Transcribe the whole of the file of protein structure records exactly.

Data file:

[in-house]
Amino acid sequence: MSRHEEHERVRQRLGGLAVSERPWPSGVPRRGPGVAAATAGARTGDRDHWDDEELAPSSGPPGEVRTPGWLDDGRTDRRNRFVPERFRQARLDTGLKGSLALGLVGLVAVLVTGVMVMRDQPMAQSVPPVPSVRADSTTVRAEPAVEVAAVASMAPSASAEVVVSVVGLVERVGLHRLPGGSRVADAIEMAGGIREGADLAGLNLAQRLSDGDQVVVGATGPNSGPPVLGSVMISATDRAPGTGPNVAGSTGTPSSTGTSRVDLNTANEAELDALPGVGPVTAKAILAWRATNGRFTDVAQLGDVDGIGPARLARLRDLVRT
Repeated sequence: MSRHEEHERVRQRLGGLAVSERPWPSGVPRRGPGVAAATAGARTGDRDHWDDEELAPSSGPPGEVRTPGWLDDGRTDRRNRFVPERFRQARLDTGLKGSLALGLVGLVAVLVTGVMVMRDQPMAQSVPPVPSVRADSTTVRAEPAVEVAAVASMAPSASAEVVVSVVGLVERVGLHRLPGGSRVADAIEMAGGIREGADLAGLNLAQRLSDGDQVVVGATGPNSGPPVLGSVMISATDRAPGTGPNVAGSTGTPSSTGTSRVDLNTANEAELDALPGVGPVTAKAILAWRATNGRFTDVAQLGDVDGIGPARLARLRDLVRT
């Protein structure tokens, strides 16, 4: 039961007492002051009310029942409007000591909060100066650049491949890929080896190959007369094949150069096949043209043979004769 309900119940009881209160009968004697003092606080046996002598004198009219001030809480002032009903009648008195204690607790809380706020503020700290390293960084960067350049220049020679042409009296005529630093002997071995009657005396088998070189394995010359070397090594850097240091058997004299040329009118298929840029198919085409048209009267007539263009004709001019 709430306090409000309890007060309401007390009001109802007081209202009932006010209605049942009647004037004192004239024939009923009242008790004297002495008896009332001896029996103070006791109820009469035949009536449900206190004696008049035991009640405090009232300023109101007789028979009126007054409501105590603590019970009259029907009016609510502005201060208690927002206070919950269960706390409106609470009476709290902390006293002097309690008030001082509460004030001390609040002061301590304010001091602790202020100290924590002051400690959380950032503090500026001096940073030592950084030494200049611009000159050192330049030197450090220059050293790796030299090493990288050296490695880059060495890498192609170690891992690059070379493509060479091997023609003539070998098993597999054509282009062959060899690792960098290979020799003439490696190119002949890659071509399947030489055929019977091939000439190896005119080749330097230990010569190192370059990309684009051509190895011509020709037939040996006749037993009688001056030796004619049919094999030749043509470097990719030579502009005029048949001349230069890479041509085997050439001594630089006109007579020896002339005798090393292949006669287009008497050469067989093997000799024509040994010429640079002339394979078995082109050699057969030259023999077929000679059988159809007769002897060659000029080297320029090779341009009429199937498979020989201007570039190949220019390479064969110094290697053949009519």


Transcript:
[in-house]
Amino acid sequence: MSRHEEHERVRQRLGGLAVSERPWPSGVPRRGPGVAAATAGARTGDRDHWDDEELAPSSGPPGEVRTPGWLDDGRTDRRNRFVPERFRQARLDTGLKGSLALGLVGLVAVLVTGVMVMRDQPMAQSVPPVPSVRADSTTVRAEPAVEVAAVASMAPSASAEVVVSVVGLVERVGLHRLPGGSRVADAIEMAGGIREGADLAGLNLAQRLSDGDQVVVGATGPNSGPPVLGSVMISATDRAPGTGPNVAGSTGTPSSTGTSRVDLNTANEAELDALPGVGPVTAKAILAWRATNGRFTDVAQLGDVDGIGPARLARLRDLVRT
Repeated sequence: MSRHEEHERVRQRLGGLAVSERPWPSGVPRRGPGVAAATAGARTGDRDHWDDEELAPSSGPPGEVRTPGWLDDGRTDRRNRFVPERFRQARLDTGLKGSLALGLVGLVAVLVTGVMVMRDQPMAQSVPPVPSVRADSTTVRAEPAVEVAAVASMAPSASAEVVVSVVGLVERVGLHRLPGGSRVADAIEMAGGIREGADLAGLNLAQRLSDGDQVVVGATGPNSGPPVLGSVMISATDRAPGTGPNVAGSTGTPSSTGTSRVDLNTANEAELDALPGVGPVTAKAILAWRATNGRFTDVAQLGDVDGIGPARLARLRDLVRT
């Protein structure tokens, strides 16, 4: 039961007492002051009310029942409007000591909060100066650049491949890929080896190959007369094949150069096949043209043979004769 309900119940009881209160009968004697003092606080046996002598004198009219001030809480002032009903009648008195204690607790809380706020503020700290390293960084960067350049220049020679042409009296005529630093002997071995009657005396088998070189394995010359070397090594850097240091058997004299040329009118298929840029198919085409048209009267007539263009004709001019 709430306090409000309890007060309401007390009001109802007081209202009932006010209605049942009647004037004192004239024939009923009242008790004297002495008896009332001896029996103070006791109820009469035949009536449900206190004696008049035991009640405090009232300023109101007789028979009126007054409501105590603590019970009259029907009016609510502005201060208690927002206070919950269960706390409106609470009476709290902390006293002097309690008030001082509460004030001390609040002061301590304010001091602790202020100290924590002051400690959380950032503090500026001096940073030592950084030494200049611009000159050192330049030197450090220059050293790796030299090493990288050296490695880059060495890498192609170690891992690059070379493509060479091997023609003539070998098993597999054509282009062959060899690792960098290979020799003439490696190119002949890659071509399947030489055929019977091939000439190896005119080749330097230990010569190192370059990309684009051509190895011509020709037939040996006749037993009688001056030796004619049919094999030749043509470097990719030579502009005029048949001349230069890479041509085997050439001594630089006109007579020896002339005798090393292949006669287009008497050469067989093997000799024509040994010429640079002339394979078995082109050699057969030259023999077929000679059988159809007769002897060659000029080297320029090779341009009429199937498979020989201007570039190949220019390479064969110094290697053949009519």